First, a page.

31 July 2012

Reality bites


The fifth annual Reality Bites festival of nonfiction literature was held last weekend here at our beautiful Cooroy Library on the Sunshine Coast. In past years I was a member of the Sunshine Hinterland Writers Centre committee that organises the festival each year, and an enthusiastic volunteer helping out at festival events. This year, however, the progression of Allen's condition made it too difficult for me to attend committee meetings, usually held in the evenings. And then when Allen was hospitalised with pneumonia in January, I had to give up any involvement in festival preparations. But as festival time rolled around, one of the women who has been a key organiser of each year's festival and who knew I'd have liked to remain involved asked if I might be able to do some of the catering for events on three successive days of the weekend festival.

11 July 2012

"Let us go then you and I..." *

Oh dear. No posts since the end of May. Well, yes, Allen's been sick with a nasty bronchial infection. And then we've had more than six weeks of twice-weekly visits to the doctor for dressings on Allen's foot, where the removal of a small skin cancer left a deep hole that a skin graft didn't succeed in closing. Both those issues seem now to be on the mend, though not finished. Then there've been several visitors, including grandson Sam during his school holidays, my daughter and grand-daughter for a weekend and a very dear old friend for our traditional winter get-together to share glasses of wine while watching stages of Le Tour de France. (She flew home this morning. But will Cadel win again this year? Fingers crossed please.) None of that really excuses what has really been (yet more) laziness on my part, but...... 

I have been busy in the garden – more than ably assisted by a trusty handyman who is the person responsible for recent massive weed eradication (which was underway when I last posted), then heavy mulching of many garden areas and various other useful tasks. For my part I've been repotting bromeliads to make a nice little 'brom walk' between house and studio. I'm very pleased with the results. These plants were all gifts from our children or from one of the couples in our aphasia group, who have a massive collection. They all did well last year and so I've separated pups and replanted in the recommended friable mixture, with lots of gravel at the bottom of each pot for good drainage. By next year I hope to again double the number of plants.


You might remember in my last post I mentioned that my neighbour had come round and cut back a dozen or so lilly pillies growing on a hillside above our house. These small native evergreens had grown into tall little trees whose foliage was overhanging the carport and making a mess in the rainwater gutters.

Well all that area has now been well mulched, and the beautiful new growth on the lilly pilly trunks is coming in, the glossy little leaves all red or red-tinged – this new growth being one of the most pleasing features of these plants. Soon there'll again be enough cover to attract the whip birds that often patrol this patch of garden.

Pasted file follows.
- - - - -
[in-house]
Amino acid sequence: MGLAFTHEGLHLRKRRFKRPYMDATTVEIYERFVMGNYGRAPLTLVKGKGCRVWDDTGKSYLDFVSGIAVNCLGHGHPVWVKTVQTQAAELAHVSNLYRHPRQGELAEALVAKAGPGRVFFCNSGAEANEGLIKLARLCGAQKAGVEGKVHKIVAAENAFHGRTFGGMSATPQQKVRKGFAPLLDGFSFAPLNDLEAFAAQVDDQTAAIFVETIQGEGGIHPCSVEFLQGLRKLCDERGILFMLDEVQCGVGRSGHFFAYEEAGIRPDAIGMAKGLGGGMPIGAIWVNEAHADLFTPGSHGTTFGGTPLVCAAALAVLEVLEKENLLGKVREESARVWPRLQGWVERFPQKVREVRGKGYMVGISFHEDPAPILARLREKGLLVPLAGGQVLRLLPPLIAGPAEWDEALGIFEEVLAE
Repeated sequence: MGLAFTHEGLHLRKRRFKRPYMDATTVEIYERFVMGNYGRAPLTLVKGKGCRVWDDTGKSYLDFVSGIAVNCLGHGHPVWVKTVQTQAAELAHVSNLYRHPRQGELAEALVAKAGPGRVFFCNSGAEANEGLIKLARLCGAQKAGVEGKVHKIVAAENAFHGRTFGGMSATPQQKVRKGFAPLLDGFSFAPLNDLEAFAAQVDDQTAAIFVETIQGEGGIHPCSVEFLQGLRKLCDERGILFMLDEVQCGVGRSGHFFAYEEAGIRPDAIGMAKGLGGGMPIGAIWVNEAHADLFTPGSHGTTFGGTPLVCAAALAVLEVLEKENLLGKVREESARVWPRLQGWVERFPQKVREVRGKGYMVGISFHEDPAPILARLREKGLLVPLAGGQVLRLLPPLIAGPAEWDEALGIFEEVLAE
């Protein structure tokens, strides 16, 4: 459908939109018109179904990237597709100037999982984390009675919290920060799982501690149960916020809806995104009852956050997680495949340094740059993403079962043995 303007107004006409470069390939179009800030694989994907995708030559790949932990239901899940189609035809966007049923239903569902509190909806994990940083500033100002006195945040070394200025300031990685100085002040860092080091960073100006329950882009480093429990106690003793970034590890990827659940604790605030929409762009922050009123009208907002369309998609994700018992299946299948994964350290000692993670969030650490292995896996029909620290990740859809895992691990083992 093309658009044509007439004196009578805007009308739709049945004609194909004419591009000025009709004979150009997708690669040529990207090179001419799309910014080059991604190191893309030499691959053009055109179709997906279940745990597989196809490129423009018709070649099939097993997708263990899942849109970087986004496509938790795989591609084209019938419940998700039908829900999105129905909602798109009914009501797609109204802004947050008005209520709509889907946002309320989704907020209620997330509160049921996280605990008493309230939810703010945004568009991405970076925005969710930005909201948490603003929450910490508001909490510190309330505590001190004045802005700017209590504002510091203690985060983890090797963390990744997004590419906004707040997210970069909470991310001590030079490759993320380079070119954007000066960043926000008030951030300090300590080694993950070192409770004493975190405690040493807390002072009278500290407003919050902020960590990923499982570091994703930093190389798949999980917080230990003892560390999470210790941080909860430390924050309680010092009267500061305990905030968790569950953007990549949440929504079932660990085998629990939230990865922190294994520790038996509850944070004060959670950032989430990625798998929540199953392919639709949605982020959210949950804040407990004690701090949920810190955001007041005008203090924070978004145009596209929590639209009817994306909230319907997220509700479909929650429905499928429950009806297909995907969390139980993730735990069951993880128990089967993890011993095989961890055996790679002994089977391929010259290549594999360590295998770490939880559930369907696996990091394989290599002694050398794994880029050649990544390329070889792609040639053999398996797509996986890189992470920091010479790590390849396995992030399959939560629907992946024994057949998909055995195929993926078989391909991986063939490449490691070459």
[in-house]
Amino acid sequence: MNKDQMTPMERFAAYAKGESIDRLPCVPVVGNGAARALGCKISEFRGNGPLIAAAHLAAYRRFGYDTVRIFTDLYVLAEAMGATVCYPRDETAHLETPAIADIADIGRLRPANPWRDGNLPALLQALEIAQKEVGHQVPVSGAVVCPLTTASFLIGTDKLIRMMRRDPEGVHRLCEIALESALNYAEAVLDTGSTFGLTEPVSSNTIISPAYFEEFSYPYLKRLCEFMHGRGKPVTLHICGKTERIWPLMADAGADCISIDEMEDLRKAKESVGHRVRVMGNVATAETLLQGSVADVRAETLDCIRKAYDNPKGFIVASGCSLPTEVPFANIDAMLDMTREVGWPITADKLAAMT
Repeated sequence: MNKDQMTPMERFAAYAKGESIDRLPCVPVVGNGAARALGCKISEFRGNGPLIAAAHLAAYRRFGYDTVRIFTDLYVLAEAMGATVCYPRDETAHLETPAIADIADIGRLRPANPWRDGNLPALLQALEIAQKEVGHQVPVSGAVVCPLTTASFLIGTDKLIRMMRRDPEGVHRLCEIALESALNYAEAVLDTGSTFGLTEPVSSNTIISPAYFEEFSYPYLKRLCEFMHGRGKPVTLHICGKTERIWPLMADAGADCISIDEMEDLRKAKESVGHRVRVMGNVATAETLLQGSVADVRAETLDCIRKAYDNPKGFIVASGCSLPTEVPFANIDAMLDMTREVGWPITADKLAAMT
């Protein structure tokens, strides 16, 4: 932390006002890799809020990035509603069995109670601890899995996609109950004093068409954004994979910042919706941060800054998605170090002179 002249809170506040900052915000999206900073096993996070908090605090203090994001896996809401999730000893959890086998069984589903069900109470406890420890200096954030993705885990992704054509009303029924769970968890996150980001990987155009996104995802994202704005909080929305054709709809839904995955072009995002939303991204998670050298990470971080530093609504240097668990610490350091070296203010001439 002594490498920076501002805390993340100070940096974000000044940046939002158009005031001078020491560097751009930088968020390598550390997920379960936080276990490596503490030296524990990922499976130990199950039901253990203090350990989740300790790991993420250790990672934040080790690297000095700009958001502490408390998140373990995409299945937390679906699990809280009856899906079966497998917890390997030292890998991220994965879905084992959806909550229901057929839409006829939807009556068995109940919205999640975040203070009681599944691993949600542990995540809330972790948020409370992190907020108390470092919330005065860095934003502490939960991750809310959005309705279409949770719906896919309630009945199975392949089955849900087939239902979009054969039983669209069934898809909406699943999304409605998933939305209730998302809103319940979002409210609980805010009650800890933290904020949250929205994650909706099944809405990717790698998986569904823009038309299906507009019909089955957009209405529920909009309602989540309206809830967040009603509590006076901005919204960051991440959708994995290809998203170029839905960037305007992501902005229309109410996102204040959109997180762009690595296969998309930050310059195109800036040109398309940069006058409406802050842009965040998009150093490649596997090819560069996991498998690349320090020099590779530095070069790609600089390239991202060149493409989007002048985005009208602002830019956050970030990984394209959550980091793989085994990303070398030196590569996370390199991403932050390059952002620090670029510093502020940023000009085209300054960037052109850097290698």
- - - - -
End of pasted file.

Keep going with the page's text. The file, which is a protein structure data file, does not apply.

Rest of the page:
On the western side of the house the frangipani (or plumeria) that shade us from the heat of the summer's setting sun have just about finished dropping their leaves for the wintertime. But as beautiful as these trees are when clothed in their big summertime leaves and fragrant flowers, there's something just as lovely about the naked winter boughs, especially when seen on a cold and misty afternoon such as this one.



And speaking of mist, what magic it works on the various greens and blue-greens that seem to dominate at this time of year. Here on my front terraces, everything (rosemary, gardenias, lime tree, palms down near the pool and even the old washing copper that Walle drinks from) has taken on a different hue in the light of an unusually foggy late afternoon. I'm reminded of scenes from deserted temple gardens in northern Vietnam where we once spent a holiday during a cold, wet month much like this one.

None of this worries Walle, of course, who happily goes about his doggy business in any weather whatsoever. ("Now where did I bury that bone?") I got tired of having to wipe down his soggy legs and comb the grass seeds out of his shaggy coat, and so at his recent haircut I had him trimmed right back, much to the horror of the lovely and patient lady groomer who no doubt thinks labradoodles deserve more appreciative and long-suffering owners!

Walle himself doesn't mind, however. He's happily practising his sphinx pose, hoping for a slot on the next Christmas card. But I think I'll have to let him grow back a more shapely mane before then, as befits the breed.

Well this has been a grab-bag of goodies. But if it helps me get back the habit of reflecting on and sharing some of what makes life worth living up here in the Sunshine Coast hinterland, then I hope my friends will indulge me a little.


(* "Let us go then you and I / When the evening is spread out against the sky / Like a patient etherized upon a table..." No particular relevance to this post, but I found the opening lines of this poem well evoke the misty late afternoon light and mood that was around when I took most of these garden photos. Go here to read all of The Love Song of J Alfred Prufrock.)

About me

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I started this blog in 2009 when I became a full-time caregiver. My husband had been diagnosed a few years earlier with primary progressive aphasia. Over the next four years until his death in 2013, we went on a journey of discovery about this rare condition. My blog is about what I learned, how we both coped and how the journey deepened our love and appreciation of each other. Allen’s journey is over, but mine goes on.